The performance of a reduced-order adaptive controller when used in multi-antenna hyperthermia treatments with nonlinear temperature-dependent perfusion.
In large multi-antenna systems, adaptive controllers can aid in steering the heat focus toward the tumor. However, the large number of sources can greatly increase the steering time. Additionally, controller performance can be degraded due to changes in tissue perfusion which vary non-linearly with temperature, as well as with time and spatial position. The current work investigates whether a reduced-order controller with the assumption of piecewise constant perfusion is robust to temperature-dependent perfusion and achieves steering in a shorter time than required by a full-order controller. The reduced-order controller assumes that the optimal heating setting lies in a subspace spanned by the best heating vectors (virtual sources) of an initial, approximate, patient model. An initial, approximate, reduced-order model is iteratively updated by the controller, using feedback thermal images, until convergence of the heat focus to the tumor. Numerical tests were conducted in a patient model with a right lower leg sarcoma, heated in a 10-antenna cylindrical mini-annual phased array applicator operating at 150 MHz. A half-Gaussian model was used to simulate temperature-dependent perfusion. Simulated magnetic resonance temperature images were used as feedback at each iteration step. Robustness was validated for the controller, starting from four approximate initial models: (1) a 'standard' constant perfusion lower leg model ('standard' implies a model that exactly models the patient with the exception that perfusion is considered constant, i.e., not temperature dependent), (2) a model with electrical and thermal tissue properties varied from 50% higher to 50% lower than the standard model, (3) a simplified constant perfusion pure-muscle lower leg model with +/-50% deviated properties and (4) a standard model with the tumor position in the leg shifted by 1.5 cm. Convergence to the desired focus of heating in the tumor was achieved for all four simulated models. The controller accomplished satisfactory therapeutic outcomes: approximately 80% of the tumor was heated to temperatures 43 degrees C and approximately 93% was maintained at temperatures <41 degrees C. Compared to the controller without model reduction, a approximately 9-25 fold reduction in convergence time was accomplished using approximately 2-3 orthonormal virtual sources. In the situations tested, the controller was robust to the presence of temperature-dependent perfusion. The results of this work can help to lay the foundation for real-time thermal control of multi-antenna hyperthermia systems in clinical situations where perfusion can change rapidly with temperature.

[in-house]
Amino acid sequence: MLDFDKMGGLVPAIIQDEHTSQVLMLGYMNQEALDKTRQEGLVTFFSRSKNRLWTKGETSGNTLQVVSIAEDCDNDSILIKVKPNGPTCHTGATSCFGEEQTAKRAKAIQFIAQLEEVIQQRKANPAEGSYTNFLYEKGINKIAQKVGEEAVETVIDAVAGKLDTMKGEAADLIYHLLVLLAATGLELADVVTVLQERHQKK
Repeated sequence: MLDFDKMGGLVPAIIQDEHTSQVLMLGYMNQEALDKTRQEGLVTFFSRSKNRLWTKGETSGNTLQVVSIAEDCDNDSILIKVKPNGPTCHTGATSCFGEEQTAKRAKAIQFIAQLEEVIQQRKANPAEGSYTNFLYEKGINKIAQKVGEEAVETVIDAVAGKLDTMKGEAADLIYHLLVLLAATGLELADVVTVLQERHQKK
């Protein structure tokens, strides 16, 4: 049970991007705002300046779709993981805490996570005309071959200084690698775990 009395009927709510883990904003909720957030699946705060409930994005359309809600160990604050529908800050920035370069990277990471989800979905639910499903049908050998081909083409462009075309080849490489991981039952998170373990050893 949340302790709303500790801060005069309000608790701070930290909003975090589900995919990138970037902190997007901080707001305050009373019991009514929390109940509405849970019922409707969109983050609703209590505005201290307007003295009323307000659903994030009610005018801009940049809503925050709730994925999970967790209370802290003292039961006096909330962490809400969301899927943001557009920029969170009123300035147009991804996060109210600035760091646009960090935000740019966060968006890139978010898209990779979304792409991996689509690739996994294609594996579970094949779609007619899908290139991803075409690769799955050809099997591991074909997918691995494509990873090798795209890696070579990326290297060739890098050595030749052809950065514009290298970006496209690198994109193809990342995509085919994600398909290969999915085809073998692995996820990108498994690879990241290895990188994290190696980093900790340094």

Cheng, K-S; Yuan, Y; Li, Z; Stauffer, PR; Maccarini, P; Joines, WT; Dewhirst, MW; Das, SK
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